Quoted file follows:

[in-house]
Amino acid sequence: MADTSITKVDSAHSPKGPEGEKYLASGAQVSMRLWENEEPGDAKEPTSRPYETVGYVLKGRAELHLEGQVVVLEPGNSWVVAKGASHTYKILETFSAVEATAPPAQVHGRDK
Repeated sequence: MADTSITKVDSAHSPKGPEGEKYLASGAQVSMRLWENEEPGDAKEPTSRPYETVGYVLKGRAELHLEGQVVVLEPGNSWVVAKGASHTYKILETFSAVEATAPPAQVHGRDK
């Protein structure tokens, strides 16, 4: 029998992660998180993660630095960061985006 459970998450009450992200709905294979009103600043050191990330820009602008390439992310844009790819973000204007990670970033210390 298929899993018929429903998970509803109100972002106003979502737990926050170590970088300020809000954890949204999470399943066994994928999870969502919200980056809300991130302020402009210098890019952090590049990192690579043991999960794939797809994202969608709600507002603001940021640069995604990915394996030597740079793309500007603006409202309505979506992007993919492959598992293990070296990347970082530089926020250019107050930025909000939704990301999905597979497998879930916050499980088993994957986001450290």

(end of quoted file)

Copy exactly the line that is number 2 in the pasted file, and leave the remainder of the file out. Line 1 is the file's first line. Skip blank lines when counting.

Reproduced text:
Amino acid sequence: MADTSITKVDSAHSPKGPEGEKYLASGAQVSMRLWENEEPGDAKEPTSRPYETVGYVLKGRAELHLEGQVVVLEPGNSWVVAKGASHTYKILETFSAVEATAPPAQVHGRDK